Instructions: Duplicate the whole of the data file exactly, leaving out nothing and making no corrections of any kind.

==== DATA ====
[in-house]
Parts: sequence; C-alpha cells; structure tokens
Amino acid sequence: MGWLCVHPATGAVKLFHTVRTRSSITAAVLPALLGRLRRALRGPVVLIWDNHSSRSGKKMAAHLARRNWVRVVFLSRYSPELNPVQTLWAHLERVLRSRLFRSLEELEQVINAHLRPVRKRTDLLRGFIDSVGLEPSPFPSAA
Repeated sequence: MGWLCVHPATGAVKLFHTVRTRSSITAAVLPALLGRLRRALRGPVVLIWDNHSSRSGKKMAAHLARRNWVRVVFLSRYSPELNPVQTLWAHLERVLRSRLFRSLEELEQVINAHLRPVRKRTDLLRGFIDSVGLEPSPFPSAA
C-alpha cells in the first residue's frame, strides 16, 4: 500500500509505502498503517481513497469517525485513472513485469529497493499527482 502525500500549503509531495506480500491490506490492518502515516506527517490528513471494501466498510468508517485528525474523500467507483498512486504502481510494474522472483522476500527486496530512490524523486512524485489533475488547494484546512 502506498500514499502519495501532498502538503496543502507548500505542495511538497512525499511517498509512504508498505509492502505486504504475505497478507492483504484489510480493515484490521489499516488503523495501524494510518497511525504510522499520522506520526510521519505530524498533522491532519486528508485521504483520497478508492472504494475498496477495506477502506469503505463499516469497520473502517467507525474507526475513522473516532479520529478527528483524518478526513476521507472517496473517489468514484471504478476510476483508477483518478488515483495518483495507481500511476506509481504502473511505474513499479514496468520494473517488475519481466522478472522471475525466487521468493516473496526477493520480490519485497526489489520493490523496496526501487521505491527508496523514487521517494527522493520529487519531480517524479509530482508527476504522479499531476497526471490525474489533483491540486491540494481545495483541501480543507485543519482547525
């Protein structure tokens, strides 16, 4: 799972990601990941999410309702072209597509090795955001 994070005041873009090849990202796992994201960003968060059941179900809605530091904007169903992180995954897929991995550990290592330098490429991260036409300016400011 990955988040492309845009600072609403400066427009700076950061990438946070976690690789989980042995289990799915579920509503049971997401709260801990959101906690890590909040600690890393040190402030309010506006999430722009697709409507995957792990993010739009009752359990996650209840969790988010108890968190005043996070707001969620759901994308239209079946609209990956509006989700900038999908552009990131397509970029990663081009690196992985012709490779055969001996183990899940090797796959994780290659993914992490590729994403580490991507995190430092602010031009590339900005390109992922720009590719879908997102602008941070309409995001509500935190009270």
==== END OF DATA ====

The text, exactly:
[in-house]
Parts: sequence; C-alpha cells; structure tokens
Amino acid sequence: MGWLCVHPATGAVKLFHTVRTRSSITAAVLPALLGRLRRALRGPVVLIWDNHSSRSGKKMAAHLARRNWVRVVFLSRYSPELNPVQTLWAHLERVLRSRLFRSLEELEQVINAHLRPVRKRTDLLRGFIDSVGLEPSPFPSAA
Repeated sequence: MGWLCVHPATGAVKLFHTVRTRSSITAAVLPALLGRLRRALRGPVVLIWDNHSSRSGKKMAAHLARRNWVRVVFLSRYSPELNPVQTLWAHLERVLRSRLFRSLEELEQVINAHLRPVRKRTDLLRGFIDSVGLEPSPFPSAA
C-alpha cells in the first residue's frame, strides 16, 4: 500500500509505502498503517481513497469517525485513472513485469529497493499527482 502525500500549503509531495506480500491490506490492518502515516506527517490528513471494501466498510468508517485528525474523500467507483498512486504502481510494474522472483522476500527486496530512490524523486512524485489533475488547494484546512 502506498500514499502519495501532498502538503496543502507548500505542495511538497512525499511517498509512504508498505509492502505486504504475505497478507492483504484489510480493515484490521489499516488503523495501524494510518497511525504510522499520522506520526510521519505530524498533522491532519486528508485521504483520497478508492472504494475498496477495506477502506469503505463499516469497520473502517467507525474507526475513522473516532479520529478527528483524518478526513476521507472517496473517489468514484471504478476510476483508477483518478488515483495518483495507481500511476506509481504502473511505474513499479514496468520494473517488475519481466522478472522471475525466487521468493516473496526477493520480490519485497526489489520493490523496496526501487521505491527508496523514487521517494527522493520529487519531480517524479509530482508527476504522479499531476497526471490525474489533483491540486491540494481545495483541501480543507485543519482547525
């Protein structure tokens, strides 16, 4: 799972990601990941999410309702072209597509090795955001 994070005041873009090849990202796992994201960003968060059941179900809605530091904007169903992180995954897929991995550990290592330098490429991260036409300016400011 990955988040492309845009600072609403400066427009700076950061990438946070976690690789989980042995289990799915579920509503049971997401709260801990959101906690890590909040600690890393040190402030309010506006999430722009697709409507995957792990993010739009009752359990996650209840969790988010108890968190005043996070707001969620759901994308239209079946609209990956509006989700900038999908552009990131397509970029990663081009690196992985012709490779055969001996183990899940090797796959994780290659993914992490590729994403580490991507995190430092602010031009590339900005390109992922720009590719879908997102602008941070309409995001509500935190009270």